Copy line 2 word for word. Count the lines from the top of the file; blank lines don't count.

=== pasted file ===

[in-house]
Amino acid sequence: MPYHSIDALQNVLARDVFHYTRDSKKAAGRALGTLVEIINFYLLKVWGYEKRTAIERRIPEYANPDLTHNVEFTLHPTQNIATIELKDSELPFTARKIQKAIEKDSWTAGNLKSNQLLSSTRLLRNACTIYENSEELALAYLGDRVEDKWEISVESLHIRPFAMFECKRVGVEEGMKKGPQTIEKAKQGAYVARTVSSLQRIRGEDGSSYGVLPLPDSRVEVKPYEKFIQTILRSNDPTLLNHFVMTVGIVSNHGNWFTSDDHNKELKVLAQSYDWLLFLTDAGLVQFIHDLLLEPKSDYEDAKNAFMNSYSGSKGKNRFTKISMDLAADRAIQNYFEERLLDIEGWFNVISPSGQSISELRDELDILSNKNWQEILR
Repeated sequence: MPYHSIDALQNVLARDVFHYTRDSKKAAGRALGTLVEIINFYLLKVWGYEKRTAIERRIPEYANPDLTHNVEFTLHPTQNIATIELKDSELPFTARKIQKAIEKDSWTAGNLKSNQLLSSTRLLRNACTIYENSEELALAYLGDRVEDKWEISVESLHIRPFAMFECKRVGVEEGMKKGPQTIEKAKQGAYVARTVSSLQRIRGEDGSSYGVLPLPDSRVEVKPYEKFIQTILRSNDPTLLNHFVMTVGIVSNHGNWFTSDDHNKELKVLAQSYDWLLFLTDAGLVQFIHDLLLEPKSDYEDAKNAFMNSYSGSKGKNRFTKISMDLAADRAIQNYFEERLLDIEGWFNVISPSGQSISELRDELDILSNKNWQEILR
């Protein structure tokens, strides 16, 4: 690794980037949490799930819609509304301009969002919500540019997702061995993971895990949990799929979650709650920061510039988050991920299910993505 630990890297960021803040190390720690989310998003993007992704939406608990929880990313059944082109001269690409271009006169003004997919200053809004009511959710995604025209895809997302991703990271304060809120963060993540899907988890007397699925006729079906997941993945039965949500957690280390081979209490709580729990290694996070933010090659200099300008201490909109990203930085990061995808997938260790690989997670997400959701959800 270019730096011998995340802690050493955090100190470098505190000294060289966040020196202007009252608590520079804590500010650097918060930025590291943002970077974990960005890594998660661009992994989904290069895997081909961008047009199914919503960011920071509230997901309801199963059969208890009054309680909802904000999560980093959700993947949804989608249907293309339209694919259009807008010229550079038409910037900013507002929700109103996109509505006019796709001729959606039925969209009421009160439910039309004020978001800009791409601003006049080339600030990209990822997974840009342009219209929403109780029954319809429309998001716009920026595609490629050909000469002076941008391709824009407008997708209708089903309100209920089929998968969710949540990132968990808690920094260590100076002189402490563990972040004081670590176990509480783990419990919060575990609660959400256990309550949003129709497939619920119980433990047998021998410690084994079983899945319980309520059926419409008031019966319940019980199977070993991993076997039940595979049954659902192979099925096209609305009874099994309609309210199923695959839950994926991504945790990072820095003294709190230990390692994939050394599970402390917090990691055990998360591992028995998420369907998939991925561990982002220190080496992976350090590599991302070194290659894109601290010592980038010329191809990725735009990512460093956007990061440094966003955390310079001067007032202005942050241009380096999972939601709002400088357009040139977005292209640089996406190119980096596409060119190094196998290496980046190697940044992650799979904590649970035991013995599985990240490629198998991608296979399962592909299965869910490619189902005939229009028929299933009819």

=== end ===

Amino acid sequence: MPYHSIDALQNVLARDVFHYTRDSKKAAGRALGTLVEIINFYLLKVWGYEKRTAIERRIPEYANPDLTHNVEFTLHPTQNIATIELKDSELPFTARKIQKAIEKDSWTAGNLKSNQLLSSTRLLRNACTIYENSEELALAYLGDRVEDKWEISVESLHIRPFAMFECKRVGVEEGMKKGPQTIEKAKQGAYVARTVSSLQRIRGEDGSSYGVLPLPDSRVEVKPYEKFIQTILRSNDPTLLNHFVMTVGIVSNHGNWFTSDDHNKELKVLAQSYDWLLFLTDAGLVQFIHDLLLEPKSDYEDAKNAFMNSYSGSKGKNRFTKISMDLAADRAIQNYFEERLLDIEGWFNVISPSGQSISELRDELDILSNKNWQEILR